Monthly Archives: January 2013

There Are Some Good Educative Channels on YouTube, But There Should Be More

YouTube

An interesting set of smart, well produced, educative channels have emerged on YouTube in the last couple of years. Though YouTube, in general, degenerated to something resembling television, some educational series are really worth the extra time spent watching ads.

That there are internet based educative programs is no news. Universities have been offering online courses for many years now, iTunes has a whole section dedicated to educative videos (iTunes U), Massive Open Online Course websites are starting to pop-up (see Coursera and Udacity, for instance), and of course there’s TED. But in what concerns YouTube, a user-generated database where the popularity of videos is guided more by a survival-of-the-fittest rule than by an intelligent-design principle, it took a while for educative content to get notoriety.

But it eventually happened. At the top of the list, Crash Course, a channel created by two brothers who themselves evolved from authors of futile content, and MinutePhysics, a series of short lectures on physics that can be fairly described as the video version of XKCD with more modest qualifications in the comic area.

Crash Course is run by John and Hank Green, who became YouTube sensations by making a channel out of video messages to each other during a year (the Brotherhood 2.0 project). Crash Course consists of a series of 10-ish minutes long lessons, at first in World History (by John) and Biology (by Hank). Those courses finished and the brothers now teach English Literature and Ecology, respectively. The subjects are somehow irrelevant, though. What makes them worth watching are mainly the writing and performing skills of the guys, specially John, who often engages in clever jokes and interesting self-conscious footnotes about society and the process of reaching adulthood. The dialogs between him and his younger version, a student he refers to as “me from the past,” are just brilliant. Take a look at the first episode of the World History series, for instance.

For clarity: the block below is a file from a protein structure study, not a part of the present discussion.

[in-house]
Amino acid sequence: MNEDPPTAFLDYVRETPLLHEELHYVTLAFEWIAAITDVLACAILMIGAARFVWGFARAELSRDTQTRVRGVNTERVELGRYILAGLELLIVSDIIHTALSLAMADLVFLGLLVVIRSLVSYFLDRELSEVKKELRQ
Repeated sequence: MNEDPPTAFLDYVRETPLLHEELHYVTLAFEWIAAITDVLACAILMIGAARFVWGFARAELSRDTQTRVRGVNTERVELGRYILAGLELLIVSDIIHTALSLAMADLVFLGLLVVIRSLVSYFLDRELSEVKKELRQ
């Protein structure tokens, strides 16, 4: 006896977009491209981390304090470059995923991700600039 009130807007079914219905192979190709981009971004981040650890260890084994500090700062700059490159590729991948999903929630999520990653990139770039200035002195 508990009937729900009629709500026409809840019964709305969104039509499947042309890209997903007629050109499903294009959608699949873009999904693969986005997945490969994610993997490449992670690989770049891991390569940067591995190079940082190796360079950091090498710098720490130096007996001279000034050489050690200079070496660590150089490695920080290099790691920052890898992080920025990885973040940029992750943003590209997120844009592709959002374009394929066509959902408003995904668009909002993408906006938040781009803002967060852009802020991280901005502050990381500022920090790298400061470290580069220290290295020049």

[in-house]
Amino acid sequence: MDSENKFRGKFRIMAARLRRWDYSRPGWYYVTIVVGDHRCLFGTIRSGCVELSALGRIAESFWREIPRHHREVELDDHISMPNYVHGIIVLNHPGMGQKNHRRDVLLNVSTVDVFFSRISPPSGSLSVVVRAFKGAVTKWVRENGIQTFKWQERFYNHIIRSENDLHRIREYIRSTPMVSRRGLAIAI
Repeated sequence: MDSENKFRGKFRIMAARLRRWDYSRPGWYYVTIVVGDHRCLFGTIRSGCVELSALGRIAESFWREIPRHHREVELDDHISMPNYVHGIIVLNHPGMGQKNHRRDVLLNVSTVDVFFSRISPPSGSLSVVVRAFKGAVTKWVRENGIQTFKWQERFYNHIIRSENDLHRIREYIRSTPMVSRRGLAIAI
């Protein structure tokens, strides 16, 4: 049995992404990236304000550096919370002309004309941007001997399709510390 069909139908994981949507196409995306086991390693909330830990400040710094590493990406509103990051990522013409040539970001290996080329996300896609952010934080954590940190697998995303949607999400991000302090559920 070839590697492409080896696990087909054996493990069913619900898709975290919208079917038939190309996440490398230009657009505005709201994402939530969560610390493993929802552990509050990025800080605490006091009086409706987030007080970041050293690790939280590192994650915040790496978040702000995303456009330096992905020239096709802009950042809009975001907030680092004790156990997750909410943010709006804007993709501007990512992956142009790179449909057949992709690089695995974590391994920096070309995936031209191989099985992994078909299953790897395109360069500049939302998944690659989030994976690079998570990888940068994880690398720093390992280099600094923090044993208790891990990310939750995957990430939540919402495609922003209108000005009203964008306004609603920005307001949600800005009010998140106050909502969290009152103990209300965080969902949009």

MinutePhysics, by Henry Reich, deserves a bit more credit for the content. The channel features short videos, with hand-drawn frames, about physics. Topics range from the popular Shrodinger’s Cat thought experiment to an open letter to President Obama about the outdated high-school physics curriculum in the U.S. Though Reich is certainly not the first specialist that steps down to the layperson level to teach advanced physics, he is the first to successfully approach the YouTube format, at least if you measure by the number of subscribers.

As of late January 2013, MinutePhysics had about 950 thousand subscribers, ranking 170 among all channels, according to that criterium. In comparison, Apple’s channel is at position 176. Crash Course appeared in the 484th position, with about 450,000 subscribers, passing, for instance, CBS’s channel (534th).

There are of course a few other good examples of high-quality educative channels, such as Sixty Symbols (for the physics aficionado), and OULearn (for a sample, watch their “60 seconds adventures” series in economics and thought). But this is not meant to be a complete list. The point is that, thankfully, it’s not necessary to “follow the crowd” and explore the ridiculous, the laughable, the sex appealing, the feline, or the equine (I’m looking at you, Gangnam Style and your parodies), to become popular on YouTube.